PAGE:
February 13, 2020

Flexible work schedules - not just an employee perk

For many of us, programming is a hobby as well as a job. But, I can say that for most of my professional career, as much as I enjoy programming, I didn’t really enjoy having a job as a programmer. That’s a shame because you would expect that if you do something that you love, you’ll also enjoy doing it for a living, but somehow it wasn’t that great. Read more

January 18, 2020

My Python setup for 2020

My Python setup used to change a lot, as I would find ad-hoc solutions for my needs. These days I’ve settled on a Python setup that satisfies pretty much all of my different use cases and is easy to use. It is composed of these tools: Pyenv for Python versions Pyenv is nice in the sense that it makes it a breeze to try and use new Python versions that don’t come bundled with your OS. Read more

December 13, 2019

Hacking team communications

One of the daunting things in managing a team is being up to date with what is going on. On one hand, it’s crucial to be up to speed with the team’s progress, but on the other, I hate continuously asking about status or dreadful standup meetings. I guess being an individual contributor up until now, I remember not enjoying this type of management practices. It took me a while to figure out a technique that works well for my needs: Read more

August 10, 2019

Meeting protocols

Engineering teams have a few types of meetings that repeat themselves: weekly, 1:1s, design review, etc. I found that for each type of these meetings having a concrete protocol, firm recurring schedule (where applicable), meeting record, and the meeting doc shared in advance between the members have great benefits, mostly: Individual expression - team members know they’ll get an appropriate stage for their ideas/complaints/feelings so they can express them to me and the other team members in a (hopefully) proactive way. Read more

August 5, 2016

Designing Pythonic APIs

Learning from Kenneth Reitz’s Requests When writing a package (library), providing it with a good API, is almost as important as its functionality itself (well, at least if you want some adoption), but what makes a good API? In this post, I’ll try to provide some insights on that question by comparing Requests and Urllib (part of Python’s standard library) in a few typical HTTP usage scenarios and see why Requests has become the de facto standard among Python users. Read more

March 18, 2016

API and Microservices Management with Kong

Hi all, At the last PyWebIL meetup I took the stand and gave a talk about one a very interesting open-source project - Kong. Kong is an API and microservices management layer that serves as a reverse proxy to your API’s while taking care of generic actions such as rate-limiting, authentication, monitoring and much more. One of it’s key benefits is that it is very plugable, hence it is easy to add your own custom logic (I actually enhanced a plugin to fit my needs). Read more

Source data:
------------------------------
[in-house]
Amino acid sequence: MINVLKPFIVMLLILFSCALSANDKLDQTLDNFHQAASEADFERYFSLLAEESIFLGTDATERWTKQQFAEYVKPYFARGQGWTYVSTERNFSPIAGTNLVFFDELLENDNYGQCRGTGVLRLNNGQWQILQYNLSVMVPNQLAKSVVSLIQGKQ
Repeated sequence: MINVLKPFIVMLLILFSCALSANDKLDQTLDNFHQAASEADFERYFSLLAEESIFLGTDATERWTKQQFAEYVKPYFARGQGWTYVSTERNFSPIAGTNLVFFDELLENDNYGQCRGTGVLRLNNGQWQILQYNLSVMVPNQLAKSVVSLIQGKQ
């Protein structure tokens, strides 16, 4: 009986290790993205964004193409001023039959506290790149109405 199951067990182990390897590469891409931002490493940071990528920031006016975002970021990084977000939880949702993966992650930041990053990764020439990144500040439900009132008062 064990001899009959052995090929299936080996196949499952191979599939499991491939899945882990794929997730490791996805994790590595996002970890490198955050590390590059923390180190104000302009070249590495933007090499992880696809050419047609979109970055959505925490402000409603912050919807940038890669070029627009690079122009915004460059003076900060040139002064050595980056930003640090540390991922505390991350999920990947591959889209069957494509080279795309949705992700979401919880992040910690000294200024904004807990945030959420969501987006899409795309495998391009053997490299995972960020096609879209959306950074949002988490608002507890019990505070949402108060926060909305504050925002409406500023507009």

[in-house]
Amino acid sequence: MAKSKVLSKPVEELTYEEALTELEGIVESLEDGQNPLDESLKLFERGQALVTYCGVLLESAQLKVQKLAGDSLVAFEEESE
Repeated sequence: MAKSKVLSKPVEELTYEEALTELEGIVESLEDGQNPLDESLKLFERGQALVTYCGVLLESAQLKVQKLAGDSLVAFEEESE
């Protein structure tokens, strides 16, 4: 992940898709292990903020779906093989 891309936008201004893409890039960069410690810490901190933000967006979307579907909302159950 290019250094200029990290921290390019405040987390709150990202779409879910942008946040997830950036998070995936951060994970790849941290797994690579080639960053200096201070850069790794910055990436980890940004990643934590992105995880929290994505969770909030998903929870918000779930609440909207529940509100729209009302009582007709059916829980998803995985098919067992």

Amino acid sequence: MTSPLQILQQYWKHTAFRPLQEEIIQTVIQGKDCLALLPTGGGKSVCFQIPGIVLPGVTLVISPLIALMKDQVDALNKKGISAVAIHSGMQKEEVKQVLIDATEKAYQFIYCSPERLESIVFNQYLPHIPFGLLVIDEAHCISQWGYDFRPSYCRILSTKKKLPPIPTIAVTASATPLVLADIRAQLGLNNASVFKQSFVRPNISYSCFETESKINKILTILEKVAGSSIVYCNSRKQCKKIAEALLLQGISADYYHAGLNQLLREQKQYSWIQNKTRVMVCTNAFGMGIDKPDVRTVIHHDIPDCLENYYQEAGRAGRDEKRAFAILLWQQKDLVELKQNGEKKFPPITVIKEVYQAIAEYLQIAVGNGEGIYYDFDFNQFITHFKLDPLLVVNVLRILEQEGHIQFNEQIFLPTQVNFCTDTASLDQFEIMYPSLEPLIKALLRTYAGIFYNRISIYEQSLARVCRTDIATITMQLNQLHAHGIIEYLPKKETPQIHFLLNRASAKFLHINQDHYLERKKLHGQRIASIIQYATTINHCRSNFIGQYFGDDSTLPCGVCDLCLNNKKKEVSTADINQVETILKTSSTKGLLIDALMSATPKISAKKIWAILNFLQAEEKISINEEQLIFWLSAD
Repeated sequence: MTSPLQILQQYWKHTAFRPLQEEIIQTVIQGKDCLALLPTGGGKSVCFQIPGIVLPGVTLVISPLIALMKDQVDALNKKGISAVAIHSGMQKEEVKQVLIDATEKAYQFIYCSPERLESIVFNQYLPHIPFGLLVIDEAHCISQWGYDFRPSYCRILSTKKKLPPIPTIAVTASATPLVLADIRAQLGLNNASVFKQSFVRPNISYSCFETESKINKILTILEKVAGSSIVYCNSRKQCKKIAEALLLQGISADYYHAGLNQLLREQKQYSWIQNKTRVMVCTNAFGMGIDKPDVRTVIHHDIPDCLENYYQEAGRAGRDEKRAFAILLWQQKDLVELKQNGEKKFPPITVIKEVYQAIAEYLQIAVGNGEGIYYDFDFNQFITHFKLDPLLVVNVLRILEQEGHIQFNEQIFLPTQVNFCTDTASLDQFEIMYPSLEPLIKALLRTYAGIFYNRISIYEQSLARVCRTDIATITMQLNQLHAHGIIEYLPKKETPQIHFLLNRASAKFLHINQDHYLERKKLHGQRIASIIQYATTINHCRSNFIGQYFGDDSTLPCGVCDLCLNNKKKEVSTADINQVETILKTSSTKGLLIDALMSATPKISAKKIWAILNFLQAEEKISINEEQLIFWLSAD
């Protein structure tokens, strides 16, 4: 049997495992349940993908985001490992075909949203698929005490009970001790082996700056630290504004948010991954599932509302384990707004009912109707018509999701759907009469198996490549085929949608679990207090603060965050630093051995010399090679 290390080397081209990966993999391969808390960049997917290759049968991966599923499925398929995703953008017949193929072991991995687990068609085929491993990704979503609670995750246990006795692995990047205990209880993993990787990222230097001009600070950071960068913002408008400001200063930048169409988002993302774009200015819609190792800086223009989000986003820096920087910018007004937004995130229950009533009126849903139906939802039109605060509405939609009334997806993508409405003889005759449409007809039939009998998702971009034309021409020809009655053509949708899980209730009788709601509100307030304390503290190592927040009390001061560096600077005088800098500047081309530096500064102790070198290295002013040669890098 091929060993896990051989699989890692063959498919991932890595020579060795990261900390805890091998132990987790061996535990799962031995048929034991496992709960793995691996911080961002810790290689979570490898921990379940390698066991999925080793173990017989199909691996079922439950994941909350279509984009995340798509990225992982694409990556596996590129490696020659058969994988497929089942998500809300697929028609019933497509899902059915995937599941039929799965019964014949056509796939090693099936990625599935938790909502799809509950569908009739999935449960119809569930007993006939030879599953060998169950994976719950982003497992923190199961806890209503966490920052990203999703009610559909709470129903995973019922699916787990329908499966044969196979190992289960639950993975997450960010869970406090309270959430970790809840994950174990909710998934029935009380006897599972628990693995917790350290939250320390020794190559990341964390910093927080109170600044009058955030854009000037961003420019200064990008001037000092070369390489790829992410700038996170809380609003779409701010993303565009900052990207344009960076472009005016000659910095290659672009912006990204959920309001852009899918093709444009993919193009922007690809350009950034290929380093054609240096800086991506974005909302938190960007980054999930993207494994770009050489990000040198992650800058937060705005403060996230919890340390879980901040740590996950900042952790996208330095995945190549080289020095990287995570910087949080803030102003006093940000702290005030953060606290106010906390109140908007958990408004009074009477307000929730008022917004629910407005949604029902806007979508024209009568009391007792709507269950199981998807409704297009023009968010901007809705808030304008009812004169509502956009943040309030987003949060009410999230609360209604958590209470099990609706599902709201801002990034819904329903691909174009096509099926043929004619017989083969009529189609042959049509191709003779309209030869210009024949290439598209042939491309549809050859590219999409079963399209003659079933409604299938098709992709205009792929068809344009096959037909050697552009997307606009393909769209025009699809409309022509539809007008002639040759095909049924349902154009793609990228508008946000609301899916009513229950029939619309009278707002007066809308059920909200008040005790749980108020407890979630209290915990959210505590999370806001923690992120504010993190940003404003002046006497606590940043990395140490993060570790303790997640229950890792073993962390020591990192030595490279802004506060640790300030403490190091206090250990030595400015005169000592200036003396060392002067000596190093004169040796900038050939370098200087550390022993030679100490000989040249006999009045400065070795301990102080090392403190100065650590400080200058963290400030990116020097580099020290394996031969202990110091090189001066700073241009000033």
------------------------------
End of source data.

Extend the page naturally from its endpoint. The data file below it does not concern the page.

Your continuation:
December 12, 2015

Pycubator - Open Source Python Training

Preparing to teach my first Python class, I searched the web for teaching materials I can use and came up almost empty handed. There is a great variety of Python open books like Dive into Python and How to Think Like a Computer Scientist but they are all for autodidactic purposes and not for classroom teaching. Pycubator is my attempt at establishing an open source Python training slides and exercises that the community of Python teachers can use and hopefully contribute to. Read more

September 23, 2015

Project-based learning

Context The Python course I’m instructing at Avratech (see earlier post and CNN story) is advancing and the students are already a month and a half into their group projects. This post is about my personal experience with shifting my class from teacher-led learning to project-based (learning), but first, have a look at the 5 beautiful projects they’re working on (you might want to use Google to translate the websites if your Hebrew reading skills aren’t in shape ☺): Read more

August 29, 2015

Optimization Tale

I was asked to optimize our web API service. This was the first time I ever experienced anything of that sort so I was pretty excited about it. I read a lot of blog posts and Stack Overflow questions about optimization but still wasted some time on optimizing the wrong parts. Following is the lessons I learned, and some pitfalls that you can avoid on your next optimization task. Locust vs Jmeter The first you want to do when optimizing anything is to be able to measure it’s performance. Read more

July 10, 2015

Teaching Python to Haredim (and a CNN visit)

For the last couple of months I’ve been involved in a great project: getting Haredic (ultra-orthodox jews) man into the software world! Last week, we got an exciting visit from Oren Libermann, a CNN reporter, who published this nice story. My job in the training process is to teach them the Python programing language. Were doing a 3 month course, in which we go from learning the basic features of the language to writing a full blown (but small) software project. Read more

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